Jason kicked off the 2nd act with advice for the pair of 17 year olds in the front row. He has natural ability as a raconteur which fills the room with laughter.

Radu Isac has been in England for 3 years and the Romanian used the rest of the second set to compare the west with eastern Europe. Trying to discuss immigration and those who peel oranges in public perhaps didn't hit the sweet note with the Tyne audience on this occasion. But that's comedy. Sometimes on a multi-act bill you'll find some acts get a bigger reaction than others.

Jason Cook warmed up the crowd for the third time. The development of Whitley Bay's Spanish City and sand dune activities creating many a laugh. We'd happily see Jason perform a headline set. Hopefully that will happen soon. His demeanour is everything about an entertaining evening rather than being cruel.

Completing the bill was Mock The Week panellist Andy Parsons.  His combination of political commentary and observations about life went down a storm with the Opera House crowd. Not being on television offered Andy a number of freedoms. Whilst both ends of the political spectrum, and Trump, were covered, there was no tv director insisting on political balance. The incumbent government and its cabinet made for popular ridicule as their shortcomings were highlighted. It was the first time we'd seen Andy live and he is well worth checking out.  Like most TV comics he is much better live when the cameras are not there.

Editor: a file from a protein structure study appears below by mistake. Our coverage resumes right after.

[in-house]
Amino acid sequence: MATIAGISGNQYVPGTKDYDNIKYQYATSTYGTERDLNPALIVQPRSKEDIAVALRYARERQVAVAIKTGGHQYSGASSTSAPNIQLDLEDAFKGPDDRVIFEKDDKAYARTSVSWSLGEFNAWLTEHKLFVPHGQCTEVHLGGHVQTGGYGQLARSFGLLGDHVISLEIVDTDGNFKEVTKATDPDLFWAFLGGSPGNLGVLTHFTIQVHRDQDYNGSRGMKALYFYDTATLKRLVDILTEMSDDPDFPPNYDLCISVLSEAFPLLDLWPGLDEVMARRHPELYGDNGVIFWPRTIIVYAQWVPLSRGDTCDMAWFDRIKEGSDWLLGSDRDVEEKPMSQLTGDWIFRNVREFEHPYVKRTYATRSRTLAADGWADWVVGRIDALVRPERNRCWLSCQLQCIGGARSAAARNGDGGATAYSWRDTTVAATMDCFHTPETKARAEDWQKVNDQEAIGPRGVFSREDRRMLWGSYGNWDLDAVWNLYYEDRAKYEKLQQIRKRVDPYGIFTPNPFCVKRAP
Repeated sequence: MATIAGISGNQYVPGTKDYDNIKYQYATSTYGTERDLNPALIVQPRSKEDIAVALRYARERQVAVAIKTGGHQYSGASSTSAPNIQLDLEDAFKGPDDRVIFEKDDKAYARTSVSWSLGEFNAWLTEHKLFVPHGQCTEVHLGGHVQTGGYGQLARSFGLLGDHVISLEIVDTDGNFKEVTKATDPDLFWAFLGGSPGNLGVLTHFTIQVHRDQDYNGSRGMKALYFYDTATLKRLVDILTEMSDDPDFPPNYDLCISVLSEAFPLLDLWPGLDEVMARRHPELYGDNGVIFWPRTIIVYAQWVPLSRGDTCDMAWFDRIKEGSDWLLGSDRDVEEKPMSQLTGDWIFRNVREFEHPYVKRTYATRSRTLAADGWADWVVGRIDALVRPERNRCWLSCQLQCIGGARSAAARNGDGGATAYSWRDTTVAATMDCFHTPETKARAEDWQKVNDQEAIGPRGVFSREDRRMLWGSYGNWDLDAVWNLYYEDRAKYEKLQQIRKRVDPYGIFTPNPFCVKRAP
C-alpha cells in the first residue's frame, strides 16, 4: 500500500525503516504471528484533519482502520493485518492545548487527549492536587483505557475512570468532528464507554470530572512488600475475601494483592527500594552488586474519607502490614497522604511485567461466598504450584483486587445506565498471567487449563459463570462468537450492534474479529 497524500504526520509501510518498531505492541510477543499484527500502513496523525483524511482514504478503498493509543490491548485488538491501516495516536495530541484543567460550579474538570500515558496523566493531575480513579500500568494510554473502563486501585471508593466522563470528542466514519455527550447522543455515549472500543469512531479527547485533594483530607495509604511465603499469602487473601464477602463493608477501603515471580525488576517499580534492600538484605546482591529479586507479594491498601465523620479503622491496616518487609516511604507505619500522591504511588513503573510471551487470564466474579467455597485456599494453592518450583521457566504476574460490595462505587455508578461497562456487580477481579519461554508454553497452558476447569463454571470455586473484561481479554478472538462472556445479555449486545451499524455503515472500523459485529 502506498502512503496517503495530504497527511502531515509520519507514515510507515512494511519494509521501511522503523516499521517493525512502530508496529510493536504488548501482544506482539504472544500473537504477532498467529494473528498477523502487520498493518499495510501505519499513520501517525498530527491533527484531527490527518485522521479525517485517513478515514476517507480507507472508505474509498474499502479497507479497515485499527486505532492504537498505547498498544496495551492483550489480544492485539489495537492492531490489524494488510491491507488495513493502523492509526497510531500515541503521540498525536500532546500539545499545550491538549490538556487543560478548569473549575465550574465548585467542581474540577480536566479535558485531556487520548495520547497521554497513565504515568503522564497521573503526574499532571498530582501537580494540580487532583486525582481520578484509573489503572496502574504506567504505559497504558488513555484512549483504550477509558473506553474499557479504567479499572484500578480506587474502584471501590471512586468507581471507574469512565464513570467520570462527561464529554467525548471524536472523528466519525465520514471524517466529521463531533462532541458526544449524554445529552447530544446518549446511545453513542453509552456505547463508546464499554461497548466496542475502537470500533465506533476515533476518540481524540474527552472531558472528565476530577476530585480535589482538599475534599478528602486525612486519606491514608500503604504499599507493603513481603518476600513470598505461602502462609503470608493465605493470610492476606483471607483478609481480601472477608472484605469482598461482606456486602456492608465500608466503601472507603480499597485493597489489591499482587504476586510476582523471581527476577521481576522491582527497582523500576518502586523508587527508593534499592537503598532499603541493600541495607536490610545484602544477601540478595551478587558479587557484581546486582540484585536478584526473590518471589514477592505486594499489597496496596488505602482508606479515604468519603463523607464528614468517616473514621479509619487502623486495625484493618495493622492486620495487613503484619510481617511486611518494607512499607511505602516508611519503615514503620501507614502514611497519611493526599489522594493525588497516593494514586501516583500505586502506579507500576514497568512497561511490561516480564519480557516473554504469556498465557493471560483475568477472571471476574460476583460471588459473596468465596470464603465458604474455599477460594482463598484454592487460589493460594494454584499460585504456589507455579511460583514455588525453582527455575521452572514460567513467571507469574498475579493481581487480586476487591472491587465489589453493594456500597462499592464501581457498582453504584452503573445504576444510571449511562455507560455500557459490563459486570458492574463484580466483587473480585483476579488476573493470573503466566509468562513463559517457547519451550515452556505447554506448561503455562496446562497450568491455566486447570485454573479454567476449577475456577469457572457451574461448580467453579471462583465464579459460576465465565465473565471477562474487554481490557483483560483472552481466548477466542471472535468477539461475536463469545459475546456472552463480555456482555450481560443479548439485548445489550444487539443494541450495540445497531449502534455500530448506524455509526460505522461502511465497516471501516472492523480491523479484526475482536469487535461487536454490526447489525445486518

Review by Stephen Oliver

On the web:

The next Jason Cook Comedy Club show at Newcastle’s Tyne Theatre will be on Saturday 10th November 2018, starting at 8pm.
Age Restriction 16+

Tickets: £12.00 (Plus booking fees when booking online or over the phone)

Tickets available from Online Ticket LINK from our affiliate Eventim Tickets
or 0844 249 1000 or in person from the theatre’s box office.


Preview: Summer Holiday at Darlington Hippodrome


Summer Holiday
Darlington Hippodrome
Tuesday 25th – Saturday 29th September 2018

TV/Stage favourite and Dancing on Ice star Ray Quinn to play Don – the role made famous by Cliff Richard, in the new UK tour of Summer Holiday which pulls in to Darlington Hippodrome in September.

A brand new stage production of the musical Summer Holiday is set to tour the UK and will play for a week in Darlington from Tuesday 25 September. Based on the iconic 1960’s film of the same name, starring Cliff Richard and The Shadows, Summer Holiday will include all of the number one hits from the movie, plus some additional Cliff Richard classics.